Why your business needs to hire a copywriter

We have a running joke in the studio that goes something like this. If someone introduces a new word or concept to the team, one of us will invariably cock our head to one side and with a face scrunched up in confusion, ask, “What’s that? Can I eat it?” Firstly, that phrase captures two important things about The Pencil Box we’d like you to know – (1) we’re an inquisitive bunch, and (2) being paid in food has crossed our minds a few times. Food, delicious food drives us. We’re not going to lie. Lastly, this is pretty much the same quizzical expression clients give us when we offer our copywriting services. Just yesterday, while writing this post, I met a local academic who enquired about my profession. When I asked him what he thought copywriting is, I wasn’t surprised that he thought I practiced copyright law. All praise to the legal fraternity, but copywriters produce purposeful content that connects people to brands in a meaningful and mutually beneficial way. I hope that this blog post will dispel any further myths about what a copywriter is and the role one can play in your business.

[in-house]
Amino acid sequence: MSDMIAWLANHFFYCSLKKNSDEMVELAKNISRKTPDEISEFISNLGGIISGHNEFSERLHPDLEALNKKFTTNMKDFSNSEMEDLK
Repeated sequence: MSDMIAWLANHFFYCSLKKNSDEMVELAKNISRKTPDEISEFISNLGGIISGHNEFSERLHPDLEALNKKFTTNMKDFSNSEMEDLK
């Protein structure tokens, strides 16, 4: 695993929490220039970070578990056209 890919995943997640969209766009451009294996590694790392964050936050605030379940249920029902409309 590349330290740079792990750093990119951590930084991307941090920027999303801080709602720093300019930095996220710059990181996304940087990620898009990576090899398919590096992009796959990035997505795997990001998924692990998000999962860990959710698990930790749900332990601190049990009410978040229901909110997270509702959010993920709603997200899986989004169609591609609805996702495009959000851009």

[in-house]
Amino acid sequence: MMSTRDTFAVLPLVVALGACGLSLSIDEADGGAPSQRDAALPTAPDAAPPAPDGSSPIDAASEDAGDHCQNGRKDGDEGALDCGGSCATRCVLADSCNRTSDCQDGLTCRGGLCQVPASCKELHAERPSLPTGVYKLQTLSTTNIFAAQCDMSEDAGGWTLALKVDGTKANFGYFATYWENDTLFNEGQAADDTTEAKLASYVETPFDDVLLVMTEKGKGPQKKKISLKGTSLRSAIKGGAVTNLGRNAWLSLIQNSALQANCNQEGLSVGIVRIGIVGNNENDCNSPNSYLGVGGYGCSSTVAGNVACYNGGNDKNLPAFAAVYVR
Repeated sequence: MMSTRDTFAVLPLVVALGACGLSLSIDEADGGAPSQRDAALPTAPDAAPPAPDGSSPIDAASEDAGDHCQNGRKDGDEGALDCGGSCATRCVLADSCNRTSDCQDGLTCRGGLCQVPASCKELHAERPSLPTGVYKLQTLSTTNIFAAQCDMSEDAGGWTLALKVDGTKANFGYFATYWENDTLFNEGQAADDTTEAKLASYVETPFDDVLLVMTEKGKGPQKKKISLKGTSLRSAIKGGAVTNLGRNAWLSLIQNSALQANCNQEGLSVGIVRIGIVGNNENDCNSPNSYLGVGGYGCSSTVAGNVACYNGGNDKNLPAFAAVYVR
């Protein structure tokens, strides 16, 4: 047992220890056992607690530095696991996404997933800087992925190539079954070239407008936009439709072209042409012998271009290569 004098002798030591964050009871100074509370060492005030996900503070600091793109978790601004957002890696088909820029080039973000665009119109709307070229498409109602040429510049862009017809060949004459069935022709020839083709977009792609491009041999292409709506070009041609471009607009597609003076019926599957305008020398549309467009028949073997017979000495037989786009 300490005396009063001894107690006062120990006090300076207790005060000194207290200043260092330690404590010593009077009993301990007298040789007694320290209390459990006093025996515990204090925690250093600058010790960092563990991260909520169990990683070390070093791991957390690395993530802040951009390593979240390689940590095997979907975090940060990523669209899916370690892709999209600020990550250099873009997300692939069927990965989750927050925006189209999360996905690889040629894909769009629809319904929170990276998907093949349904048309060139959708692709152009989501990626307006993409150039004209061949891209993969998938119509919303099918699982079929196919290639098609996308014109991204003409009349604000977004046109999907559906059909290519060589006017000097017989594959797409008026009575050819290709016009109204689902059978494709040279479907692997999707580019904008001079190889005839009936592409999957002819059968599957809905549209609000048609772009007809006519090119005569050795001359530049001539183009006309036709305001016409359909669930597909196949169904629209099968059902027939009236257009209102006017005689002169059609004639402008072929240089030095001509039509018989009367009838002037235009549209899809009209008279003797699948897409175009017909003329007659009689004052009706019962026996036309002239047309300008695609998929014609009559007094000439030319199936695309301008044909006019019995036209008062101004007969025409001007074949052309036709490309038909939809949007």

So perhaps you’re a small business just starting out. How will you communicate to your desired audience what it is that you offer? If you own a store selling a high-value or complex product you might need pamphlets that explain the benefits in a way that influences your client to consider your brand above the competition. Should you have an extensive line of products, you could need a printed or digital catalogue with engaging product descriptions to encourage customers to invest in your brand. If you have a website, and in the digital age your business might not grow quickly without it, you will need compelling content or appealing product descriptions to keep your customers coming back. From the about section of your website to the clickworthy copy on your mobile ad or the attention-grabbing 140 characters on your Twitter feed (not an easy thing to do), a copywriter can assist.